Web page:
John Reynolds' Snow Tussock provides another good example of adventurous commissioning in the private sector. Described by the artist as New Zealand's slowest artwork (it will take decades to reach maturity), Snow Tussock (2003) was commissioned for a heritage park in East Otago which is being developed as a part of a post-mining rehabilitation strategy. The work is formed by 854 tussocks planted in a 70 x 70 metre grid in a field situated between an historic church and a small cemetery that traces the post-contact history (farming and mining) of Macraes Village and its surrounds.
Reynolds chose to work with the species Snow Tussock because it is a native plant under threat from annual burn-offs carried out by the local farming community. He highlights the need for a stronger environmental focus and more conservation programmes in a rural area where the landscape and its native flora and fauna play second fiddle to economic exploitation. And things are going from bad to worse in the East Otago region with more sheep and cattle farms being converted to dairy farms. The diary industry is one of the biggest contributors to the country's greenhouse gas emissions and under the Kyoto Protocol New Zealand must limit emissions to 1990 levels during the period 2008 – 2012. So far there are few signs of the dairy industry responding to the challenge.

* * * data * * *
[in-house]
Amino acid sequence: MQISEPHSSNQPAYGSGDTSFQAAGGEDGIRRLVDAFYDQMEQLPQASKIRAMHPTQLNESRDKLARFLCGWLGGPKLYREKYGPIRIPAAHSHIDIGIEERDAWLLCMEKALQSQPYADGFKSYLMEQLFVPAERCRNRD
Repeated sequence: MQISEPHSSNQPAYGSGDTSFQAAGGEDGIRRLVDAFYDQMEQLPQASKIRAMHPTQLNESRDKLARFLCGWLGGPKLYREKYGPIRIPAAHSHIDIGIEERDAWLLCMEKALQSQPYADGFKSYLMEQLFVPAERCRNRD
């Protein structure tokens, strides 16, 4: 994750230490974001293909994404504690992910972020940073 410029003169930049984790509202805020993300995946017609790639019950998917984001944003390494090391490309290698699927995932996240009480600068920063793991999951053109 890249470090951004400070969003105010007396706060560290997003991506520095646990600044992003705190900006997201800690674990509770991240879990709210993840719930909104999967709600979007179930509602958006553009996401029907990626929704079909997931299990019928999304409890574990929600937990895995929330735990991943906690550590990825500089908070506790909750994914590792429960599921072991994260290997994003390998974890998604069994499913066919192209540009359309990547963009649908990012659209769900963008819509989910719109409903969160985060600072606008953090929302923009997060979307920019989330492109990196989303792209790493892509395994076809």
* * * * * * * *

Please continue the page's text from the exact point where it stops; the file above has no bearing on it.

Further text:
Image: John Reynolds, Snow Tussock (2003), Macraes Village, East Otago, New Zealand